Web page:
The work of Cherqui and her colleagues may have wider applications for other genetic diseases, providing proof of principle that adult stem cell transplants may be successful in humans for genetic diseases with systemic defects, especially those of a progressive nature.

Cherqui expects to spend the next several years analyzing the safety of genetically modified autologous (obtained from the same individual) bone marrow transplants in the cystinosis mouse and other models before moving on to human clinical trials.


'/>"/>

Contact: Keith McKeown
kmckeown@scripps.edu
858-784-8134
Scripps Research Institute
Source:Eurekalert

Related biology news :

1. Does the desire to consume alcohol and tobacco come from our genetic makeup?
2. Diverse genetic abnormalities lead to NF-κB activation in multiple myeloma
3. Many parents at-risk for cancer disclose genetic test results to children
4. Genetics determine optimal drug dose of common anticoagulant
5. Claims of sex-related differences in genetic association studies often not properly validated
6. American College of Medical Genetics responds to new FDA labeling decision for warfarin
7. UNC study questions FDA genetic-screening guidelines for cancer drug
8. Genome study shines light on genetic link to height
9. Selexis Announces Advanced Approach to Maximize Power of Genetic Elements for Rapid Development of High Performance Cell Lines
10. Genes, Environment and Health Initiative invests in genetic studies, environmental monitoring
11. Rutgers Genetics receives $7.8 million for autism research
Post Your Comments:
*Name:
*Comment:
*Email:
(Date:1/25/2016)... Jan. 25, 2016  Glencoe Software, the world-leading supplier ... publication industries, will provide the data management solution OMERO ... Photo ... Phenotypic analysis measures the characteristics ... allowing comparisons between states such as health and disease, ...
(Date:1/20/2016)... --  MedNet Solutions , an innovative SaaS-based eClinical technology ... is pleased to announce the attainment of record-setting corporate ... of the company,s laser focus on (and growing international ... comprehensive, easy-to-use and highly affordable cloud-based technology platform. ... growth achievements in 2015 include: , Record ...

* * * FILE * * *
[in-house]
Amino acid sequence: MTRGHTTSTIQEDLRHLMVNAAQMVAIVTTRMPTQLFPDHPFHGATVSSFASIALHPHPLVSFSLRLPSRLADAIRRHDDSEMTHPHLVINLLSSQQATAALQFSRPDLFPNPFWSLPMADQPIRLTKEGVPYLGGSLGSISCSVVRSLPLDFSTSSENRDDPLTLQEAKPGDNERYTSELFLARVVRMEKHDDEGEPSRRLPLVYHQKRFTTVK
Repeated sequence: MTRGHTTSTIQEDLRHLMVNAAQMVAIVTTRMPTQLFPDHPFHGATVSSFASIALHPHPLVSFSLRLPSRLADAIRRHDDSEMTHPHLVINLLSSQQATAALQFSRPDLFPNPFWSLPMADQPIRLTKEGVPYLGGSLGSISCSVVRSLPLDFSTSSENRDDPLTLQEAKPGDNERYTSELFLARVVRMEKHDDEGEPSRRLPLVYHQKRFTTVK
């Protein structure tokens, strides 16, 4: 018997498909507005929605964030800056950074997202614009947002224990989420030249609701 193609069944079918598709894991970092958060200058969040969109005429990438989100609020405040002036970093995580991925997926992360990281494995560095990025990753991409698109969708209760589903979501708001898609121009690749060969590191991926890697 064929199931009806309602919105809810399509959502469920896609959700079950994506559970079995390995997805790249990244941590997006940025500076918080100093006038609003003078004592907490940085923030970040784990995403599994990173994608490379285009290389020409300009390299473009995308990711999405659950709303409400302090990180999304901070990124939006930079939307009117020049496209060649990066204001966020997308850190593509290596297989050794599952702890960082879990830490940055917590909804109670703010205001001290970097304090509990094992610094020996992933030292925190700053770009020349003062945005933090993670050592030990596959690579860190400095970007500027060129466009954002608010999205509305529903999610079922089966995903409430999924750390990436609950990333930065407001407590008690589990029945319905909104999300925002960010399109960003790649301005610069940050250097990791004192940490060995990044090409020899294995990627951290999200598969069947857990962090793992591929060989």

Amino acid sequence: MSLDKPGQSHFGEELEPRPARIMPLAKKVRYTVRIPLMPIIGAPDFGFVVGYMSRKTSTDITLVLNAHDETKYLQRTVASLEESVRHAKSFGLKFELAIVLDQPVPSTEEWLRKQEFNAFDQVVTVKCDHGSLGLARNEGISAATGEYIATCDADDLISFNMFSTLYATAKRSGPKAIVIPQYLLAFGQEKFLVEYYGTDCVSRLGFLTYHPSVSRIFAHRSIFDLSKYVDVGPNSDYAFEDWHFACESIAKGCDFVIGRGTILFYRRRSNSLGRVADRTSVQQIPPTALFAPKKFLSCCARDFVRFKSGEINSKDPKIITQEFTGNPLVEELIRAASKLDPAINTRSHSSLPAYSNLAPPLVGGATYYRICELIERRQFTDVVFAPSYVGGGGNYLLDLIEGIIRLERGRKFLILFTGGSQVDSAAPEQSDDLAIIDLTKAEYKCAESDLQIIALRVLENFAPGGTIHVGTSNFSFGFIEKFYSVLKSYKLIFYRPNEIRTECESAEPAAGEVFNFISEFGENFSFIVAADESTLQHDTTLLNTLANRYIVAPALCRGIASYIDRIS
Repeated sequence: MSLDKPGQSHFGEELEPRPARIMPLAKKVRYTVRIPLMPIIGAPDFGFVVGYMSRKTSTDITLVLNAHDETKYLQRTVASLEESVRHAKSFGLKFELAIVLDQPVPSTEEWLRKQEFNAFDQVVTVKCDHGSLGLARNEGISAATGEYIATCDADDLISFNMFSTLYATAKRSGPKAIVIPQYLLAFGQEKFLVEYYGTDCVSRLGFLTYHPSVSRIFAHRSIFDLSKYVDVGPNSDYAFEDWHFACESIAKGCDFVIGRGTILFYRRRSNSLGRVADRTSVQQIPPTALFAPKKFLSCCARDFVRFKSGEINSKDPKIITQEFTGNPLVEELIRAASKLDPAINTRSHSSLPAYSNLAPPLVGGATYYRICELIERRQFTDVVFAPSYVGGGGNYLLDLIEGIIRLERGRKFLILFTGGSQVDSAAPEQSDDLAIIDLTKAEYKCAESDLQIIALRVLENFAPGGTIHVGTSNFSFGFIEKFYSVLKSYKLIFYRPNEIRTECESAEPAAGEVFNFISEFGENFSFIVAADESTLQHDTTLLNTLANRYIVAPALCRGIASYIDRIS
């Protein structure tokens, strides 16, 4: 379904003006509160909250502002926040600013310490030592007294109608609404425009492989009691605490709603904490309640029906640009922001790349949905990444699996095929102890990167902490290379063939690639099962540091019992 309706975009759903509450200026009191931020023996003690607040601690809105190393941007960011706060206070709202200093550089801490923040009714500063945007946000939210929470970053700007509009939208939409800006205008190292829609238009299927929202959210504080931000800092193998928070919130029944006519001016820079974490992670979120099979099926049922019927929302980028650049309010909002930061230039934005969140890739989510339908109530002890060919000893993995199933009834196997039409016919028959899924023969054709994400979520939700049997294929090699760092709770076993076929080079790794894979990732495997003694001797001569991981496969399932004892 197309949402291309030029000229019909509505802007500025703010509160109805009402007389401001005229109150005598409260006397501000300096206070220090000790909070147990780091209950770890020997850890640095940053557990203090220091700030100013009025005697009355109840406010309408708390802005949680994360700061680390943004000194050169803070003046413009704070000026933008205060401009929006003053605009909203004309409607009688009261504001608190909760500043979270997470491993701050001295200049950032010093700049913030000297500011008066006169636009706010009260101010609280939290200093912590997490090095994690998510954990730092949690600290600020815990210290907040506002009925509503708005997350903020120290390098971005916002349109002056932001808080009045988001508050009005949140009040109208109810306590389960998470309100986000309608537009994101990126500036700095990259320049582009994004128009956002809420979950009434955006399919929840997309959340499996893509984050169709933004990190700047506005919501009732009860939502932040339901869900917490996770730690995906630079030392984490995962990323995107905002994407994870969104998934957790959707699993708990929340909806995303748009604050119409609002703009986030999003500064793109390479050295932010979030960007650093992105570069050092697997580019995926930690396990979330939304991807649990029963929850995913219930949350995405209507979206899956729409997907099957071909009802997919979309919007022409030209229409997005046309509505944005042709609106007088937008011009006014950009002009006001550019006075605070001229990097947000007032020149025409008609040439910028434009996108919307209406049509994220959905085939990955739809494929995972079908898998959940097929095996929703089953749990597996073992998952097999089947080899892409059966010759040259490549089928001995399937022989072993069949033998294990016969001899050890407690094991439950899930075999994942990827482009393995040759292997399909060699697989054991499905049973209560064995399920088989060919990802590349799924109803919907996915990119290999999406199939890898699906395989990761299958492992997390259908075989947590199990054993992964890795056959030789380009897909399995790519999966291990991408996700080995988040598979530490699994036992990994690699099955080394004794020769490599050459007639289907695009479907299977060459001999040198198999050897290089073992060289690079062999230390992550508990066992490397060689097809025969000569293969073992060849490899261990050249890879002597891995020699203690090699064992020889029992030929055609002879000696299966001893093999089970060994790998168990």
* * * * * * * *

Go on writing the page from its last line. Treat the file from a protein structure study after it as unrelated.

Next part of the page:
(Date:1/13/2016)... 13, 2016 ... of the  "India Biometrics Authentication & ... (2015-2020)"  report to their offering.  ... announced the addition of the  "India ... Estimation & Forecast (2015-2020)"  report ...
Breaking Biology News(10 mins):
(Date:2/6/2016)... ... February 06, 2016 , ... Contact:, Abby Mitchell, Communications ... in Education Sponsors Teacher Training Program , Bite of Science Dinner Event to ... for Excellence in Education (CEE) will sponsor a Bite of Science professional enrichment ...
(Date:2/5/2016)... DIEGO , Feb. 5, 2016 On ... region,s trusted information source for community, health and disaster ... Diego) will integrate to enhance care coordination and ... to the services they need and to better connect ... improve care.   San Diego ...
(Date:2/4/2016)... ... February 04, 2016 , ... ... training, today announced an interactive FDA compliance training course, Writing ... Affairs Professional Society) accredited interactive course on Morf Playbook—now conveniently available on smartphones ...
(Date:2/4/2016)... ... , ... Shimadzu Scientific Instruments will showcase several new products, ... sessions, and present on the analysis of mycotoxins and medical cannabis at the ... at the Georgia World Congress Center in Atlanta, Georgia. , Attendees should ...
Breaking Biology Technology: